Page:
The Actuaries Institute recently released its report For Richer, For Poorer – Retirement Outcomes to tackle head-on Australia’s growing longevity issue. The discussion revolves around whether our current superannuation system can actually provide what it is designed to: adequate retirement outcomes for a range of retirees in a sustainable fashion.
The last white paper on this topic published by the Institute was Australia’s Longevity Tsunami – What Should We Do?, which focused on the financial consequences of the government ignoring our long lives, with life expectancy outcomes changing quickly, requiring action by policymakers.
For Richer, For Poorer assesses the super system by using comparisons of different generations, including the financial outcomes for those generations who are currently paying for the Baby Boomers’ Age Pensions. The Institute white paper argues that we can’t gauge the answers to these questions without superannuation legislation that determines our objectives clearly: a comfortable retirement as a minimum for everyone is still not ‘the point’ as laid out by law in Australia. This research has concluded that the superannuation system in Australia is in fact working, but it will not offer a comfortable retirement for all groups, particularly taking into consideration the working life that included the superannuation guarantee for older people. This makes the Age Pension a requirement for many groups.
What the paper discusses is the group of average income earners in between the richest and poorest in our society, for whom the superannuation system must function most optimally. There will always be those who fund their own retirement, and those who rely solely on social welfare, but this report is about the inbetweeners.
The report offers guiding principles for policy, and options on how to close the retirement income gap. These proposals include changing assets and means testing arrangements for the Age Pension (including how the family home is treated), tax reforms and concessions, encouraging later retirement, and taxing bequests.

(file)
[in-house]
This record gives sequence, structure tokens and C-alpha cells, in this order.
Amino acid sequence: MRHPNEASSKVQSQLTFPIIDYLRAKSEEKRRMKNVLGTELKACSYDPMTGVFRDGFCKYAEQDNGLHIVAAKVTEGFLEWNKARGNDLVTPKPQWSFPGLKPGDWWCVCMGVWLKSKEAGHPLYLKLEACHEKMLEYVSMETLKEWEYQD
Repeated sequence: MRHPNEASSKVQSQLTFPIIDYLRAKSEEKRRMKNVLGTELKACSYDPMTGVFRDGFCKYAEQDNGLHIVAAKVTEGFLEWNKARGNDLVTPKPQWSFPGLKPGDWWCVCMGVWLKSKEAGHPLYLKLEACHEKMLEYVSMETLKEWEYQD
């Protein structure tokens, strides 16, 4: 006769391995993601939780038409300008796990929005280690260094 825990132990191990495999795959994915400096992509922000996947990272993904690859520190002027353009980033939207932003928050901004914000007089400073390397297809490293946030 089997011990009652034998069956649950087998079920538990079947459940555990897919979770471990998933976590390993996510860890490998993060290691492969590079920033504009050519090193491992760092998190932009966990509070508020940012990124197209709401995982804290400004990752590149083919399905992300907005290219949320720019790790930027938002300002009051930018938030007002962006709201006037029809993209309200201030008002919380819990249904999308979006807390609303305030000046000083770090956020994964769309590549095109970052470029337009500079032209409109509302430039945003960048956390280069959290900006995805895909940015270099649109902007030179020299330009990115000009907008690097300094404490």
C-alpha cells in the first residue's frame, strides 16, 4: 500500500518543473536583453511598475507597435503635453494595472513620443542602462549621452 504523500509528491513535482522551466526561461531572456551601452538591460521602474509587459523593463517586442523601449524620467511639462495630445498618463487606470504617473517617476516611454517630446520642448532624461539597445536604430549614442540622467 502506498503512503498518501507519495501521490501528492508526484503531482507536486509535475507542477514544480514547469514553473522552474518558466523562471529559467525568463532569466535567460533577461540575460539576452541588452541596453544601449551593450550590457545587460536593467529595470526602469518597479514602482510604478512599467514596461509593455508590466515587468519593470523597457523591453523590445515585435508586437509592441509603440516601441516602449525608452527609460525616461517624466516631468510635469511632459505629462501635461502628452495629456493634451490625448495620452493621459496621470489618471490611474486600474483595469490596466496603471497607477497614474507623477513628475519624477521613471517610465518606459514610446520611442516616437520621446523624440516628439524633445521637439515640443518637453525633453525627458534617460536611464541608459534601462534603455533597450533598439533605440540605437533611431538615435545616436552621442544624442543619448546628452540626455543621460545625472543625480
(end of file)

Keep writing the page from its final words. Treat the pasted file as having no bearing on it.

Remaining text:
The main point the report makes is that policymakers must first agree on the objectives of the superannuation system, and the research offers us some clues as to how this might commence.
Key findings of the report include:
1. The Australian superannuation system is doing what it is supposed to – accumulating assets to fund adequate retirement incomes, and reducing reliance on the Age Pension.
2. The poorest in the community will continue to be dependent on the Age Pension for even the most modest of lifestyles, with younger people better off due to a lifetime inside the Superannuation Guarantee (SG).
3. The SG will reduce taxpayer subsidies for the Age Pension.
4. While the portion of people accessing at least some Age Pension funds will not reduce much, the level of the part-Age Pension per person will.
5. Current retirees may need to access home equity to supplement retirement incomes, particularly those who live longer than expected.
6. Superannuation will remain an important Age Pension supplement for most people.
Older cohorts have more home equity, meaning they can use this equity to meet costs of consumption and aged care if they live longer than they expected. The work patterns of younger generations mean they are expected to have less home equity and higher superannuation account balances.
Younger, wealthier cohorts will possibly have lower total wealth due to home ownership, based on the models, but this model does not take bequests into consideration from older generations to younger.
Women and men fare differently in outcomes, with single men faring the same as couples, due to common lifestyle and work differences between genders, and longer life expectancy. A divorce or widowing usually makes a woman better off, due to inheriting her partner’s assets.
Delaying retirement has benefits mostly for the younger cohorts than the older, with a delay of five years estimated to increase income to life expectancy by around 20 per cent. If the Age Pension indexing was reduced by removing links to wages, it would increase inequalities and impact lower-income younger people. Changing the means testing would have the biggest impact on the wealthier cohorts, and have an equivalent effect on the old and young.
Living cautiously and reducing expenditure doesn’t promise sustainability of income, with pooling products possibly helpful.
The full report has all the findings and discussions.